Many rosaries have already been sent your way and you know you can count on more to come.

May you have Peace and JOY too even when you feel like crap.

25 03 2011
Sandy Sherman-Sarlund

It was great seeing you this am. Captain did think I “cheated” on him when I got home. Let me know when you are up for more bagels & dinner 🙂 (piccata next!) As always, my thoughts & prayers are with you. Let me know if you need anything 🙂

25 03 2011
Amy Youngblood

Hi Amy,
I read your post just now. I usually feel like I don’t have anything useful to say to someone so I try to make them laugh. I don’t really have it in me today to try and think of something witty and judging from your post it might take a lot to get a laugh out of you today. So be crabby today, and then tomorrow back on board because you are going to have a lot to look forward to, I just know it.
So what helps me with that nasty port draining is bringing a clementine to treatment and sniffing the heck out of it (peeled of course) while they flush the port. I CAN’T STAND THAT smell and taste it for me is the worst part of the whole infusion center visit. One day I actually fell asleep with a clementine peel over my nose. I think my sister took a pic of me like that. Maybe I will forward that to you and you can have a laugh.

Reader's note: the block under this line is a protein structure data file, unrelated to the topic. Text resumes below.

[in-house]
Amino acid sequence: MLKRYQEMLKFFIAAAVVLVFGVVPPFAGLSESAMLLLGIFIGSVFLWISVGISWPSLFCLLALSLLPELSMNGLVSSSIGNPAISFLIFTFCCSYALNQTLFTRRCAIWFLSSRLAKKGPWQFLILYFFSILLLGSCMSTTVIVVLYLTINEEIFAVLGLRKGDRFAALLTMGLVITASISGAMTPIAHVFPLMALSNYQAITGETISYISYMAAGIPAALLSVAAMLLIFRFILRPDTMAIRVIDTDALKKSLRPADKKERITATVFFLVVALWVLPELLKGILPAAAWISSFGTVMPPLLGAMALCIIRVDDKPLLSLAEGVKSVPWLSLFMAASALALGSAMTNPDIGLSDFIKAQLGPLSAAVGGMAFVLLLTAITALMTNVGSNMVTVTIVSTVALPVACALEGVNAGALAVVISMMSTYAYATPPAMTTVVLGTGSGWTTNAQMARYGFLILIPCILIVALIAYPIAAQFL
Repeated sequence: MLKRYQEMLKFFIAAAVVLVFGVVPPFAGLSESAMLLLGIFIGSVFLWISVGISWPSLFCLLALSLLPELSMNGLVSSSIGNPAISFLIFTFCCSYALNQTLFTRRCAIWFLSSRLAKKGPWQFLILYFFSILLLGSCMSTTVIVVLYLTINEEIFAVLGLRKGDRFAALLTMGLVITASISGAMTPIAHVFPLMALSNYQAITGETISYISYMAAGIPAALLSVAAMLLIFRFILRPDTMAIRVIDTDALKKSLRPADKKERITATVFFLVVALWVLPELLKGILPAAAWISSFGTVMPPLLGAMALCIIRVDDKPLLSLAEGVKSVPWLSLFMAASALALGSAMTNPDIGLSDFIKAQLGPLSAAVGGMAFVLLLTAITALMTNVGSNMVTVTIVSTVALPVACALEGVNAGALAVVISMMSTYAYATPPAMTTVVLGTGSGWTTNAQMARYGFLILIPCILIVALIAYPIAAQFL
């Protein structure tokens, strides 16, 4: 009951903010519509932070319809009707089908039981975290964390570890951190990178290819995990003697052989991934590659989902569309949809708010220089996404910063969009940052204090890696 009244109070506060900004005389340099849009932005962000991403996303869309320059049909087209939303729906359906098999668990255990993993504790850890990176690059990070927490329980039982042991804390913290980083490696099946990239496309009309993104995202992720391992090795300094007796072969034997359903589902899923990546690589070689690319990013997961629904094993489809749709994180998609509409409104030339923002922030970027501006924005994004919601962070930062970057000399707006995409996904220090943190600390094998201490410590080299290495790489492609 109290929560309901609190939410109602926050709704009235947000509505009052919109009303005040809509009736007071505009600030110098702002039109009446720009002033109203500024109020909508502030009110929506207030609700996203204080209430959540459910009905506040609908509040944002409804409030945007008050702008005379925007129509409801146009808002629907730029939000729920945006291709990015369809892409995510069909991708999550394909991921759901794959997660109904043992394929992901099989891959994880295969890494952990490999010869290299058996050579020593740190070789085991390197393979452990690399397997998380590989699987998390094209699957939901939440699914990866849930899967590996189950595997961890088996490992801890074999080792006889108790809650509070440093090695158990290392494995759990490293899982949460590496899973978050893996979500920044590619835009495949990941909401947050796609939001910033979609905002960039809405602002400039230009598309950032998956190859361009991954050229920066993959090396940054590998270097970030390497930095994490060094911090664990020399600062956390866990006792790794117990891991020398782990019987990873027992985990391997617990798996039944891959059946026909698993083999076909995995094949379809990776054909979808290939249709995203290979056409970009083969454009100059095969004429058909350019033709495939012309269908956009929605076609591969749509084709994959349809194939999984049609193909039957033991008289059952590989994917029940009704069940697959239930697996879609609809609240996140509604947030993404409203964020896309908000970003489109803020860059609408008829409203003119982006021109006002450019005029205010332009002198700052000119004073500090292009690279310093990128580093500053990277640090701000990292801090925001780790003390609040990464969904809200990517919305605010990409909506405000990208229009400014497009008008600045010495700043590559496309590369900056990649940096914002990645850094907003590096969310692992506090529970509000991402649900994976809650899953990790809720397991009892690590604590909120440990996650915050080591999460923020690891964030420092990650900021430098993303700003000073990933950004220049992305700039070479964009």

I will be praying for you all weekend. It will be a pray fest over here in Highland.

25 03 2011


Each day I read your blog post and remind myself to keep you in my thoughts.

You WILL get through this.


25 03 2011
Linda Stanislawski

Lifting you up in prayer as you fight to live and be well. Long heathy life to you, Amy.

25 03 2011

You keep your spirits up. The Amy I know, even in the worst of circumstances, always has a smile on her face, a giggle in her voice, and the happiness that she is succeeding at driving me nuts with little to no trouble! Just recall moving with my Surburban with a broken heater core and all that fog on the windows which turned out to be antifreeze!

25 03 2011
Sharon (Hudson) Frisch

Praying for you, Amy, today and always…

26 03 2011


26 03 2011

Tons of prayers coming your way for Mondays CT scan. xoxoxoxoxo

31 03 2011
Sara Nickerson

Sending lots of prayers your way! I’m almost done with my chemo–2 treatments left, assuming all goes well. Those Neulasta shots truely are nasty, but I guess it’s better than the alternative. I’ll have to try some of the tips left by other readers regarding the metalic taste! I thought it was the chemo drugs and hadn’t even considered the port flushing chemicals. Take care, and I hope all your tests come out well!